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Westminster Abbey


Westminster Abbey

Westminster Abbey is the most famous and ancient temple in London. Elected as the seat for royal coronations, the abbey also houses the tombs of British monarchs and historical figures of the last thousand years.

The abbey, built with Romanesque style, was consecrated in the year 1065 to give shelter to the Benedictine monks. Between 1245 and 1517 was rebuilt with a Gothic style and during the 18th century underwent its greatest transformation, after the construction of the two towers of the main entrance.

Although the abbey was closed in 1540 during the dissolution of the monasteries by Henry VIII, it was saved from being destroyed because it was under the direct control of the Crown of England, outside the jurisdiction of the Church. These strong ties with the crown also managed to save the abbey of the attacks produced by the iconoclasts during 1640.

Since the coronation of William the Conqueror in the year 1066, all the English monarchs have been crowned in the Abbey of Westminster using a medieval coronation throne of the XI century that still is conserved.

Some of the most recent events held at the abbey have been the 80th birthday of Queen Elizabeth II or the funeral of Princess Diana of Wales.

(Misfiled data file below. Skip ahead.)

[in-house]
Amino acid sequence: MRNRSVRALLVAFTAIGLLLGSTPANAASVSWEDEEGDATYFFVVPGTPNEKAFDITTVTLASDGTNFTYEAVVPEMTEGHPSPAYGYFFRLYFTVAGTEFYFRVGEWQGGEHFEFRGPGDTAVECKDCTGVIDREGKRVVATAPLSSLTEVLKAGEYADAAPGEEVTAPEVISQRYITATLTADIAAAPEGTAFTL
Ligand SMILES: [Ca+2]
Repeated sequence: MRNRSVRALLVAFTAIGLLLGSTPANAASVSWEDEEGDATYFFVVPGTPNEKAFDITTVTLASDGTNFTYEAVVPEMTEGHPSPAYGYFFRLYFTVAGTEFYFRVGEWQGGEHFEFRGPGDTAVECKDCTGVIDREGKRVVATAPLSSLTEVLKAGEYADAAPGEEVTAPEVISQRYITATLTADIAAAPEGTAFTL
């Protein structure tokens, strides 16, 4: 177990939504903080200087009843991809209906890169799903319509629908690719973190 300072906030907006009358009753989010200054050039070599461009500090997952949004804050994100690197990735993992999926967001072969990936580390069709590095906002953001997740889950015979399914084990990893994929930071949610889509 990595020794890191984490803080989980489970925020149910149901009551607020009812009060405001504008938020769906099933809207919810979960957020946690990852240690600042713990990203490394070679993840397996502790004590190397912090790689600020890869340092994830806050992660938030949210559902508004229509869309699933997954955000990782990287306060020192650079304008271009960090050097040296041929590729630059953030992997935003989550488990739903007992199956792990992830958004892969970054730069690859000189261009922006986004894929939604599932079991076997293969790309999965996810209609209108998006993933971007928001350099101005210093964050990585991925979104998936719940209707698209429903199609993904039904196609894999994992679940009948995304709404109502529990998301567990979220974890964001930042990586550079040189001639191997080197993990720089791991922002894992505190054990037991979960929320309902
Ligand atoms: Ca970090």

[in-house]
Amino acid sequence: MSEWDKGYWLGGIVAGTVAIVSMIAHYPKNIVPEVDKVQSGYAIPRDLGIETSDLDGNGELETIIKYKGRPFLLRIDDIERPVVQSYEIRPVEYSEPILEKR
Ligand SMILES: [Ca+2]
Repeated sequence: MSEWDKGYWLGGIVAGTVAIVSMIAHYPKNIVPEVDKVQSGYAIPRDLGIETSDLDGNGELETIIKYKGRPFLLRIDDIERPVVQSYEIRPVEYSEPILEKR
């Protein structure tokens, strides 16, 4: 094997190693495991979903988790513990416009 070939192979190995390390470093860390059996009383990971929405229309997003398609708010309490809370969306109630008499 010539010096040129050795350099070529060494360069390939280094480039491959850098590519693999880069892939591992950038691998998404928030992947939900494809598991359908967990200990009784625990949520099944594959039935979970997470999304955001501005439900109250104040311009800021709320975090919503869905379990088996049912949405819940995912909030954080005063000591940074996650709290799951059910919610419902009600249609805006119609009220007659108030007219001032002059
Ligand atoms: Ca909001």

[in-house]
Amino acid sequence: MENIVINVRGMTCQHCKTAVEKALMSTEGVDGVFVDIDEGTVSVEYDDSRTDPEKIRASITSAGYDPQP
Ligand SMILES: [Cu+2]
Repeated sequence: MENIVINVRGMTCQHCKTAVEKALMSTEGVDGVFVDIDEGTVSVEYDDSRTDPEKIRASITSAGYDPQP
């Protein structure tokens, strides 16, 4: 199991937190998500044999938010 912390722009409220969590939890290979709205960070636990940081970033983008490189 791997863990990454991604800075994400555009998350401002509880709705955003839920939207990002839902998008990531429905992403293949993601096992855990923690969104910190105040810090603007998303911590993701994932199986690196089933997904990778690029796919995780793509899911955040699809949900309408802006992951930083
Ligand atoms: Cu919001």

The abbey's walls hold some of the finest examples of London's medieval architecture. With an impressive collection of tombs and mausoleums of great British personalities, the abbey occupies a privileged place in the British national consciousness.

The abbey has many places of interest inside, all conveniently explained through the route that is done with the audio guide. Here are some of the highlights in the interior:

  • Lady Chapel: One of the most impressive chapels of the abbey, Lady Chapel, retains a superb ceiling and choir stalls from the year 1512.
  • The Poets 'Corner: The "poets' corner" houses the tombs and mausoleums of great geniuses of literature such as Charles Dickens, William Shakespeare, Geoffrey Chaucer, Samuel Johnson and Rudyard Kipling.
  • St. Edward's Throne: The medieval coronation throne, dating from the eleventh century, is the same in which the sovereigns sit to be crowned by the Archbishop of Canterbury.
  • Cloisters: The beautiful cloisters built between the 13th and 14th centuries link the church of the abbey with the rest of the buildings.
  • Chapter room: The room with octagonal structure known as the Chapter Room, still preserves the mosaic floors of the XIII century.
  • Collage Garden: With more than 900 years old, Collage Garden is England's oldest park.


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